How Well Do China’s Managers Perform? Results from International Survey
The management literature is packed full of stories, anecdotes, surveys, etc. on what’s going on in North America. It’s easy to become consumed with this information. Seldom do we get the opportunity to read about what’s happening elsewhere in the world on management and leadership issues. Well, thanks to a 2008 survey conducted by The Institute of Leadership & Management (ILM) in the U.K., we get the chance to delve into how the United States stacks up against other countries when it comes to managing.
The ILM’s survey was conducted in May 2008, comprising the U.S., U.K., China and France. The survey was carried out by telephone, using the native language of the respondents. The results are nothing short of fascinating. Read on.
The survey found that China is forming its own “distinctive and highly effective management culture–sophisticated, very commercial, innovative and ambitious.” Yet, U.S., French and U.K. managers “…don’t necessarily practice what they preach.” They talk about the importance of the customer, results, working relationships and communication. However, this appears to be more talk than action. Of particular interest is that Chinese managers tend to be more modest about their performance, noting areas for improvement. They’re also well-educated and very ambitious; they’re not content with average performance, as opposed to with Western managers. U.K. managers were the least motivated to improve their knowledge and performance.
In contrast to Western conformance to cultural models and how management should be practiced, Chinese managers are embracing a new way of managing, similar to how the Japanese developed their own form of management several decades ago. So let’s look at some of the more specific findings.
Perceptions are always fascinating to explore, and this survey illustrates a number of mismatches between how managers saw themselves and how others perceived them.
Managers from the U.S., France and the U.K. held the perception that Chinese managers are hierarchical and authoritarian in their management approaches, pushing their employees to work harder to meet production schedules. Furthermore, they were seen as not being innovative or as following the rules.
When looking at themselves, Chinese managers admitted their weaknesses. However, they believed that a good manager has three essential traits:
• Knowledge, wisdom and the ability to learn
• Assuming responsibility
• Team skills
They saw themselves as being very concerned with following rules, very good at motivating employees, and focused on getting work done. Being authoritarian and lacking innovation was not seen as big an issue as the perception of Western managers. They also saw themselves as having a focus on the customer, maintaining workplace safety, and being honest and ethical. Their education is higher than Western managers, at least at the Bachelor level.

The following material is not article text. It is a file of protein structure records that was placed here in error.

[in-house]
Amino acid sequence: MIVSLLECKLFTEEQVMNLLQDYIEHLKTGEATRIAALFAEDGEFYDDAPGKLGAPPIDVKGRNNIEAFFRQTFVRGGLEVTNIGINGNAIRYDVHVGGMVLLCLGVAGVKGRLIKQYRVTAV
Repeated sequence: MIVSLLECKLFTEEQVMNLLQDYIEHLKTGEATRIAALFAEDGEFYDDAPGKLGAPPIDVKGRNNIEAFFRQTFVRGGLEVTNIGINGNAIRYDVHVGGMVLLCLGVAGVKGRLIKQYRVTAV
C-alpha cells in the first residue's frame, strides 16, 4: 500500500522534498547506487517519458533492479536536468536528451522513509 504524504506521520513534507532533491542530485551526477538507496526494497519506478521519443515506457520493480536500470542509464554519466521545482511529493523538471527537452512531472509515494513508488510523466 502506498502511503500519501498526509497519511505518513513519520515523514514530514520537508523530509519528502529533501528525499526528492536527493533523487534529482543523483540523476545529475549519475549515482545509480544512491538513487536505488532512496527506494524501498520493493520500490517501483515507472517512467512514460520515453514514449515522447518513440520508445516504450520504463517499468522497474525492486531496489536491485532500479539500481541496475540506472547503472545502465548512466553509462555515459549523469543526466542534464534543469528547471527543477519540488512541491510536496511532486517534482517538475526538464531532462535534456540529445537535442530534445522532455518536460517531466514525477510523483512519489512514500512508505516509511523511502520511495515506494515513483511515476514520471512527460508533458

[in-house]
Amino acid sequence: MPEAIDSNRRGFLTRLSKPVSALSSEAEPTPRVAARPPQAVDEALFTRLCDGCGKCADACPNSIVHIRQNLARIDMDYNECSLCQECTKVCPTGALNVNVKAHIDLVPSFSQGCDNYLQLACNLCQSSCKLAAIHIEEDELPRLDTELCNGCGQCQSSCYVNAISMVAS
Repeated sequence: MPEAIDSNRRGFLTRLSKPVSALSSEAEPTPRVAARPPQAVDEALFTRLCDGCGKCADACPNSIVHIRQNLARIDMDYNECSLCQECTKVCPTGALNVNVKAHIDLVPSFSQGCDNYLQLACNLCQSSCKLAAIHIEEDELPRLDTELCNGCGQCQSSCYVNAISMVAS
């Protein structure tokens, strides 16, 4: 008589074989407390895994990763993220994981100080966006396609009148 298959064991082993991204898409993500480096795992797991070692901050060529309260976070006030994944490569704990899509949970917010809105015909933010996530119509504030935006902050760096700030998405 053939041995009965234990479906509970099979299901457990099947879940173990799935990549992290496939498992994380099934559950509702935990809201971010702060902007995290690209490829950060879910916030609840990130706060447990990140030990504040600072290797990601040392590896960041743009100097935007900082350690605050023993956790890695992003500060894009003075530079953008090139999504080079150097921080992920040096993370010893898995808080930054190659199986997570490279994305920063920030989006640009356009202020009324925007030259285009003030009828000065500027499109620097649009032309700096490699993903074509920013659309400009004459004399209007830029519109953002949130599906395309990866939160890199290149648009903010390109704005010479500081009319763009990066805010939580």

When asked what makes a good manager, the French noted communication and taking action, while the British emphasized relationships, safety and customers. None of the three Western countries ranked knowledge and wisdom highly.
The aggregated results of the survey are very interesting. For example, the top ten characteristics of what constitutes an effective good manager are oriented towards the three Western countries, based on the responses from managers.
The highest ranked characteristic was Determination to get things done, and done correctly. This stood out clearly above the other nine (in descending order):
9. Good communication skills
8. Knowledge, ability to learn and wisdom
7. Responsibility to make things happen
6. Positive and supportive relationships with people
5. Management skills, leadership and control
3. Knows the business
2. Team skills
1. Good organizing skills
When separating out the results by each of the four countries, Chinese managers placed knowledge and the ability to learn at the top; U.K. and U.S. managers ranked communication as number one. The French viewed determination to get things done as the most important, and ranked knowledge in fifth place. American managers, however, didn’t rank knowledge and learning in their top five.
The survey contains a number of additional cross tabulations, but what comes out at the end is the need to understand much better how people in other countries manage and lead. Working on the basis of outdated or false assumptions and misperceptions is a dangerous game, especially when the stakes are high in a competitive global economy.
To be blunt, a hubristic attitude by Western managers towards Chinese managers – and other managers in emerging economies – is both foolish and myopic. That Chinese managers ranked knowledge and the ability to learn as number one should be a wake-up call to the West. If we do indeed live in a knowledge economy, then it would be logical to believe that this should be an integral part of a manager’s being.
NOTE: If you would like to read the full report but have difficulty accessing it, please post a comment to that effect and I’ll help you out.